Abraham Flexner

Abraham Flexner conceived and developed the idea that found expression as the Institute for Advanced Study, serving as its founding Director from 1930 to 1939. A prominent figure in American education reform, Flexner had a profound impact on many areas of American education, especially medical education, where his influence can be seen even today in the training of medical professionals, the culture of the physician, and the relationship between medical research and practice.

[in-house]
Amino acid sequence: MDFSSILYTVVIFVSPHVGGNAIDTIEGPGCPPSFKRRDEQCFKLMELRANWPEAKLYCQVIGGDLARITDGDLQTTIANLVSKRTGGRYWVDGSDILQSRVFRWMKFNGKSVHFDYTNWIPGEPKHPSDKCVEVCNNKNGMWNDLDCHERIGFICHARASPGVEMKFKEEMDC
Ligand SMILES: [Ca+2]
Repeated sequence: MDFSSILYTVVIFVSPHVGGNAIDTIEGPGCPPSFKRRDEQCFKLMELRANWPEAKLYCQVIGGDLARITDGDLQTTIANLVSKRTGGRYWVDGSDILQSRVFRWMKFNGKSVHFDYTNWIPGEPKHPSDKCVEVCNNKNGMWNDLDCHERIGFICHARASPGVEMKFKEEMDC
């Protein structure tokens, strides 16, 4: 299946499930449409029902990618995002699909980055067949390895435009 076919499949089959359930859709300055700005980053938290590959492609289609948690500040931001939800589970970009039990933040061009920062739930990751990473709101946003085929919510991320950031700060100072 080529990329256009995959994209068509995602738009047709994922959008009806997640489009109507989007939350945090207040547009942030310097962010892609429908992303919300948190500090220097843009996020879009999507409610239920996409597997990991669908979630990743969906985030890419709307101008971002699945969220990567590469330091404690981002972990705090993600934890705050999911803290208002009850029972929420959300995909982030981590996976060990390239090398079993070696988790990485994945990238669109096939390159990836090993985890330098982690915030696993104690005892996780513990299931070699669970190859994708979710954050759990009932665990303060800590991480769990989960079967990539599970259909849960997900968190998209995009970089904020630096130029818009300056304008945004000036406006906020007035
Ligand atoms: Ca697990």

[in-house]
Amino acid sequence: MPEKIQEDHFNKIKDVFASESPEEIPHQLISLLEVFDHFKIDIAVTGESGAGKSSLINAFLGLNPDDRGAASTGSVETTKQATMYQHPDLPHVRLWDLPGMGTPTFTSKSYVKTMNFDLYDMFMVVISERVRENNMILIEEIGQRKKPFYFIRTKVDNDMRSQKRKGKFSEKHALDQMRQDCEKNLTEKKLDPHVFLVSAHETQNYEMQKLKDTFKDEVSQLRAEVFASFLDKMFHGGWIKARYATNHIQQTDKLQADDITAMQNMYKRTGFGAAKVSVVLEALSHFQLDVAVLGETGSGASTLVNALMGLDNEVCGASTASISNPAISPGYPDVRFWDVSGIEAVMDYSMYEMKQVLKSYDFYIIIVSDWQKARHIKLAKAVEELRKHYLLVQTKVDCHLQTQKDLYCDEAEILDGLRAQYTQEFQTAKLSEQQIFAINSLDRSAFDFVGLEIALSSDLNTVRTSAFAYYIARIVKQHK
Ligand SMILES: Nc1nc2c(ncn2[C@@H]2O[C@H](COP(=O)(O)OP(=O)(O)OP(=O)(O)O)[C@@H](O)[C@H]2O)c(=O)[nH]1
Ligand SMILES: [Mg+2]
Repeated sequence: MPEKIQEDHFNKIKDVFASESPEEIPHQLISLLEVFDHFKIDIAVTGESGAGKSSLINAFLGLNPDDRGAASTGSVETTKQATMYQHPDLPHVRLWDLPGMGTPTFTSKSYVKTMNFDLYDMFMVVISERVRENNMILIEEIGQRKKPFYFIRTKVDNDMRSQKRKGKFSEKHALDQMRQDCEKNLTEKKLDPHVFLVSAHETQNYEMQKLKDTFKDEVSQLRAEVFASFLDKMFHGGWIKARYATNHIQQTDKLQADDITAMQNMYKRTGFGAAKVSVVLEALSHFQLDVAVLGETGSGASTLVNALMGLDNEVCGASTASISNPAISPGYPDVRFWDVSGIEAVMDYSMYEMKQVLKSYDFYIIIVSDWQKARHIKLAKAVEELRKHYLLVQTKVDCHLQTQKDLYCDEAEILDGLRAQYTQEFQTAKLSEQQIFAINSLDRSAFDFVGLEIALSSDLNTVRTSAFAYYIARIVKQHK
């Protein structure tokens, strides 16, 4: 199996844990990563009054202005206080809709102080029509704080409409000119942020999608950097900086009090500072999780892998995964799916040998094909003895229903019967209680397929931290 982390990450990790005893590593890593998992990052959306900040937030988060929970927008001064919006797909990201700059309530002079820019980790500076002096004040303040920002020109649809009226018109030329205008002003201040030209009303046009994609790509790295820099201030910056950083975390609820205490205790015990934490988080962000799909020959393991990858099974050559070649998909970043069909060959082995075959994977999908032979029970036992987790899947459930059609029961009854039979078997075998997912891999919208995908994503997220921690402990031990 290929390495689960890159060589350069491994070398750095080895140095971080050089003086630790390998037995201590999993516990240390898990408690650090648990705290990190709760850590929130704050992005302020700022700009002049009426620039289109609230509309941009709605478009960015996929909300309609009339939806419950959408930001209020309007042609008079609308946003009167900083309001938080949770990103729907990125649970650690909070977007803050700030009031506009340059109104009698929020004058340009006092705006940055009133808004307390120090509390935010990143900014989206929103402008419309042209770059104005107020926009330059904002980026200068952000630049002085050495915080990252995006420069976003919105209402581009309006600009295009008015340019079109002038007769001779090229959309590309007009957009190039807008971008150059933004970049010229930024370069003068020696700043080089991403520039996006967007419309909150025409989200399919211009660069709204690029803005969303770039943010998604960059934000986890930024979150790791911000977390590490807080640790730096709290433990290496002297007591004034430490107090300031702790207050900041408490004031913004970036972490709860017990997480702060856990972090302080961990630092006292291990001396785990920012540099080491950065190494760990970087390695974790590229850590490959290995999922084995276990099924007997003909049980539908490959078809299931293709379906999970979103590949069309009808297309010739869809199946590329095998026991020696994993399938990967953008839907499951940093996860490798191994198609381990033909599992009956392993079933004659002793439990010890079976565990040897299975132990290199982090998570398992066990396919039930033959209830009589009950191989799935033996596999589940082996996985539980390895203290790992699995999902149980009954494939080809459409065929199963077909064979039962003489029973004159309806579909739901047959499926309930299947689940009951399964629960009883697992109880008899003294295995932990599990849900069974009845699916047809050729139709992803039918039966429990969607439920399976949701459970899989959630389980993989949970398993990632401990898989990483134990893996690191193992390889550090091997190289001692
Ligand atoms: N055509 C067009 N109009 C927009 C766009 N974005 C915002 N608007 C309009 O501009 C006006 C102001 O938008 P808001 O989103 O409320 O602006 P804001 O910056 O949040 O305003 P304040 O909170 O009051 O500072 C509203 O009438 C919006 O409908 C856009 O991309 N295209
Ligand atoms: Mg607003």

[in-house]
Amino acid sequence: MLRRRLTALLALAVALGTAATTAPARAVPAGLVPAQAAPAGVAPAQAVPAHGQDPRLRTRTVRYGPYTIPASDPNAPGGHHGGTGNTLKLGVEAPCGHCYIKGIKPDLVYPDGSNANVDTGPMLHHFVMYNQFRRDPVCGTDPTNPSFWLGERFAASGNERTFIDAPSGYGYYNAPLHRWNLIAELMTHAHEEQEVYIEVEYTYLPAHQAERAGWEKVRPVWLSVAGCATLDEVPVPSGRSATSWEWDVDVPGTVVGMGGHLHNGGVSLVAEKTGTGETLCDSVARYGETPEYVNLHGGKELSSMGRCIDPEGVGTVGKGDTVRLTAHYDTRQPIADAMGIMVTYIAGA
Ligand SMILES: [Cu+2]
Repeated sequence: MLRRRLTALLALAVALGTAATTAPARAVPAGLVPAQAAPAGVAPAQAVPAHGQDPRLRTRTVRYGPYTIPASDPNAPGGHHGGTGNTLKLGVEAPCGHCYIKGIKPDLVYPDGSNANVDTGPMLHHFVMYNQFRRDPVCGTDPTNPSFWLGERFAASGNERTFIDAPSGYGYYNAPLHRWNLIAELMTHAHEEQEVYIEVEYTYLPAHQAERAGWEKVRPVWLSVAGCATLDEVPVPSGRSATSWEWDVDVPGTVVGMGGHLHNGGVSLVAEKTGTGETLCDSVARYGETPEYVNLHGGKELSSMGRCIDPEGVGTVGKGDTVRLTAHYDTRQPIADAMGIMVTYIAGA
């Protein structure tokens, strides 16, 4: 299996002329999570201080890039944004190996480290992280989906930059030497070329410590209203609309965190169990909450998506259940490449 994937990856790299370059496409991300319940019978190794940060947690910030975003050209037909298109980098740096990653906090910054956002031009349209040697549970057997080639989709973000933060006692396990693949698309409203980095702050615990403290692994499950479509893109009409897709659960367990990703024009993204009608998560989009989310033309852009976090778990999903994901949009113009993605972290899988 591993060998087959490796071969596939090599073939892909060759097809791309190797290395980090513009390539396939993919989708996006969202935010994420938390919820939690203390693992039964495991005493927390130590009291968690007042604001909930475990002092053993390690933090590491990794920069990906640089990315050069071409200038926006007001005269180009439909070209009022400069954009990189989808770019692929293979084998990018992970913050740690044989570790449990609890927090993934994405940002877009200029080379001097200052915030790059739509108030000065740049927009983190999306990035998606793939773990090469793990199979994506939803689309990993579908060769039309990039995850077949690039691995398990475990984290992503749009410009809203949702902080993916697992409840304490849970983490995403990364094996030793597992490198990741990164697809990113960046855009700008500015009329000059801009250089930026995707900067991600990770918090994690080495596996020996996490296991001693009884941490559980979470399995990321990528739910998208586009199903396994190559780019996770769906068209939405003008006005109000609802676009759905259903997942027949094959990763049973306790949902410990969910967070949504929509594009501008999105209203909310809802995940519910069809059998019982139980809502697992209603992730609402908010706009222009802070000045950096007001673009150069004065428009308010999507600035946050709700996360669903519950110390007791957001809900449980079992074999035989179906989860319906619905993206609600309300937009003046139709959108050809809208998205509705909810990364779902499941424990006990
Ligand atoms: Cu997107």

In 1930, the Institute was created as an academic retreat for the pursuit of daring research, unfettered by material constraints. From the beginning, political turmoil around the world interfered with this dream. This exhibit traces key moments in this history, focusing on questions of displacement and academic freedom in Europe, the United States, and Latin America from the 1930s to the 1970s. 

“It is indeed an endless cycle of imagination and concentration, of divergence and convergence, of playing and thinking that deter­mines the rhythm of science and scholarship,” writes Robbert Dijkgraaf on the occasion of becoming the Institute’s ninth Director and first Leon Levy Professor. “The Institute is devoted to creating and sup­porting these experiences.”